Facing unprecedented demands from the human population, fresh water supplies are being tapped at rates far in excess of recharge rates throughout the world. The global response to water scarcity has been one of "digging deeper" wells, which has provided relief for many populations but has also resulted in dramatic drops in water levels of aquifers around the world (See SED graphic). Aquifer depletion can allow surface contaminants or salt water to intrude into the aquifer or may lead to the surface itself subsiding into the depleted aquifer causing irreversible loss of that aquifer.
Unfortunately even in light of this unsustainable consumption, diarrheic disease due to contaminated drinking water remains a primary cause of childhood mortality. The environmental and public health challenges faced by Mexico embody many of these global struggles. Estimates made in 2005, for instance, suggest that about 17% of the Mexican population does not have access to drinking "water of the appropriate bacteriological quality." 1 . These figures, although staggering, reflect a common reality for many countries throughout the developed world.
Water Quality Survey Motivation
Water quality monitoring is essential to water management on a municipal or regional level, however even on the household level, sustainable water purification technologies must be informed about the character of contaminants in the local water supply. For example, SODIS (solar water disinfection) and solar distillation are two household level means of disinfecting water contaminated with biological pathogens, however only solar distillation is able to provide water clean from heavy metals, and salts. Thus local water surveys are an intrinsic component of developing sustainable water strategies in a given local. This fact emphasizes the need for a systematic effort to survey water quality before devising management strategies locally and globally.
Estuario de Punta Banda y Acuífero de Maneadero
Baja California Norte has a local population facing low incomes, poor water resources, and limited water infrastructure. Many people lack of access to a formal sewage system, many do not have access to well water and rely on water trucks to bring in non-potable water for household use. Those people who do have access to fresh water typically purchase it from water purification outlets and transport it home 1 .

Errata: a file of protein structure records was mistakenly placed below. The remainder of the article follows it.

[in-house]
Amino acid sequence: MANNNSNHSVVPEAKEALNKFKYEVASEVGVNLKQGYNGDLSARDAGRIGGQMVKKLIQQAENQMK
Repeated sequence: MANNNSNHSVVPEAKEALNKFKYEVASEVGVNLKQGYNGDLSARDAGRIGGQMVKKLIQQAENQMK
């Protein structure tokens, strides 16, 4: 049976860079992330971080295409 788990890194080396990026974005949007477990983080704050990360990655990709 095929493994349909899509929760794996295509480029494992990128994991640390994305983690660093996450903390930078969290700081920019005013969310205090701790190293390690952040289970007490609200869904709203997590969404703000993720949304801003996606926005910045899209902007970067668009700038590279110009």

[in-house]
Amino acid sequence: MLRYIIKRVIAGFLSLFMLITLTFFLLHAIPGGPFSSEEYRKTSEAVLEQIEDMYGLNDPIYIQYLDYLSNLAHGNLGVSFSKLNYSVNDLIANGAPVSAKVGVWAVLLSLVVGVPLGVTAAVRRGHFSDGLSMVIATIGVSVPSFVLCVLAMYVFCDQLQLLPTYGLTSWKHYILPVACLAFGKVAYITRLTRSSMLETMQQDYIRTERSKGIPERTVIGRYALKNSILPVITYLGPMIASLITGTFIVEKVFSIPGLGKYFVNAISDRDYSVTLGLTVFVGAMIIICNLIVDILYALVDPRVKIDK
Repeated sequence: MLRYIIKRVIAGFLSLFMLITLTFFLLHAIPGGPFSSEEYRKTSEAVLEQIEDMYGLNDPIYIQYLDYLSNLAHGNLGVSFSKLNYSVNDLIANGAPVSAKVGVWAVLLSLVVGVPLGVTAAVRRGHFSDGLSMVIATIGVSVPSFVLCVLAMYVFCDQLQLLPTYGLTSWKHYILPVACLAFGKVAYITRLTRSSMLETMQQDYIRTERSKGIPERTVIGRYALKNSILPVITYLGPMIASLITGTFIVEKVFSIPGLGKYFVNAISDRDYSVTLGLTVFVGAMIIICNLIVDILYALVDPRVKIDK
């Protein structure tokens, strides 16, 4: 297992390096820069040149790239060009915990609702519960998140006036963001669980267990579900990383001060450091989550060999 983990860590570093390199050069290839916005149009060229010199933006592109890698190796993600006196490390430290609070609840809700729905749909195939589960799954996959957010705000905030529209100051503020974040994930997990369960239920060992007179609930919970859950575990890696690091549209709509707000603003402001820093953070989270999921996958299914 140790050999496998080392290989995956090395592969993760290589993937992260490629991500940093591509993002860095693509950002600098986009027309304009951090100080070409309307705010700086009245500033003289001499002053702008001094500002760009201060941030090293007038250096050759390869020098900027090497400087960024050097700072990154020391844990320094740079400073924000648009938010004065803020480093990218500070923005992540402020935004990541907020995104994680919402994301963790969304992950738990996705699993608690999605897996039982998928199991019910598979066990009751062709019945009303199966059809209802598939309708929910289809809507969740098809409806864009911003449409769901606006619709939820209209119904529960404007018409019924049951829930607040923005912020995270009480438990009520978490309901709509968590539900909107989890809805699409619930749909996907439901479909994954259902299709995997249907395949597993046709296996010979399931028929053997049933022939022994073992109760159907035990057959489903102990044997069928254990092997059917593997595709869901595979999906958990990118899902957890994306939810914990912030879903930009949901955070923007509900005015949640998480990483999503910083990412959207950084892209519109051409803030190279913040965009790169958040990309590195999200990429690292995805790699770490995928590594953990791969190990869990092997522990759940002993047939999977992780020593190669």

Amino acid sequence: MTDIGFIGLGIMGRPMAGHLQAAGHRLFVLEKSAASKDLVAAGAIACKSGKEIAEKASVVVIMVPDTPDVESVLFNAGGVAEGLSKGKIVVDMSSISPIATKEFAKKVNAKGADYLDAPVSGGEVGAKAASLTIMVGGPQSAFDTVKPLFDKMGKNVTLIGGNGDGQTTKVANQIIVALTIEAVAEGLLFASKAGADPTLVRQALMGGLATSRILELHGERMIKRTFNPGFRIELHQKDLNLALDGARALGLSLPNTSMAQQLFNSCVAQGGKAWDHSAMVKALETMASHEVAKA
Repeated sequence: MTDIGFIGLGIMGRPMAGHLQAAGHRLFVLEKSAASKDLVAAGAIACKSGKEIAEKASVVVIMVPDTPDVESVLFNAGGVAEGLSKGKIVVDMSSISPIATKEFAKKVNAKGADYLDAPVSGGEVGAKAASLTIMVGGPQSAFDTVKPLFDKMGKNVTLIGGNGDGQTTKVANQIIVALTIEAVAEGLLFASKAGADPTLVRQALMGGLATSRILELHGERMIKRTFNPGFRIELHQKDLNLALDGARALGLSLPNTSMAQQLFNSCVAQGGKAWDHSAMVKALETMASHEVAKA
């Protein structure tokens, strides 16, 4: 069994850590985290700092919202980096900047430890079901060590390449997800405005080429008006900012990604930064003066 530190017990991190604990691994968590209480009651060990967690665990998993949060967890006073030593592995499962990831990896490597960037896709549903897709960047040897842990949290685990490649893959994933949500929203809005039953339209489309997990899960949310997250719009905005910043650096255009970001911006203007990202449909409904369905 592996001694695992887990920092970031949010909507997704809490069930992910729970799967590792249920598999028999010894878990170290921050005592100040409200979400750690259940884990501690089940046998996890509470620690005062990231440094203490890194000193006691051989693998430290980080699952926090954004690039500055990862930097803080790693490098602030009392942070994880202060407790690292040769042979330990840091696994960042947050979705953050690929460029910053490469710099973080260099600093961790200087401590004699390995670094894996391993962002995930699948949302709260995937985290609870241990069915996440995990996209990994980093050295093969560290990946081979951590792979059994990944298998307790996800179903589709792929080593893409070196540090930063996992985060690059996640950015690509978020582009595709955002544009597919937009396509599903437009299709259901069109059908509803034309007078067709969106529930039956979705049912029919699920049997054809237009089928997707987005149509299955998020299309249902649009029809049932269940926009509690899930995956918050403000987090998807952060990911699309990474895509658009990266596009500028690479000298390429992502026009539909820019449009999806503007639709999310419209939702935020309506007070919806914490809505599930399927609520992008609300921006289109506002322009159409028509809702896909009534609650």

The Maneadero aquifer also shows signs of a problem afflicting coastal aquifers throughout the world: salt water intrusion. The salinity of the wells in Maneadero have been found to be increasing over time which is a common consequence from overdrawing from coastal aquifers 2. The aquifer of Maneadero forms a contiguous water masses with the Punta Banda estuary. As the local population Maneadero draws its agricultural and household water from this aquifer, salt water from the estuary and Punta Banda bay intrude into the aquifer. Understanding the dynamic nature of water scarcity in this area requires that the rate of saline intrusion and water withdrawal be monitored.
Science for the People is initiating a multi-year survey of water quality in the area of Punta Banda and Maneadero. This survey makes use of low-cost, portable, and relatively simple but accurate water quality measurement devices. In addition to providing data on the local water quality this effort is also a test of the feasibility of autonomous, low cost, small scale, water quality surveys in developing world conditions globally. The results of this water quality survey are accessible via the Eco-map and archived online.
1. Children's Health and the Environment in North America: A first report on available indicators and measures. Country Report: Mexico. Secretariat of Health- Mexico. December 2005.
2. Geochemical evolution of groundwater in the Maneadero coastal aquifer during a dry year in Baja California, Mexico L. Walter Daessle', Edith C. Sanchez, Victor F. Camacho-Ibar, Leopoldo G. Mendoza-Espinosa, Jose D. Carriquiry, Victor A. Macias, Pedro G. Castro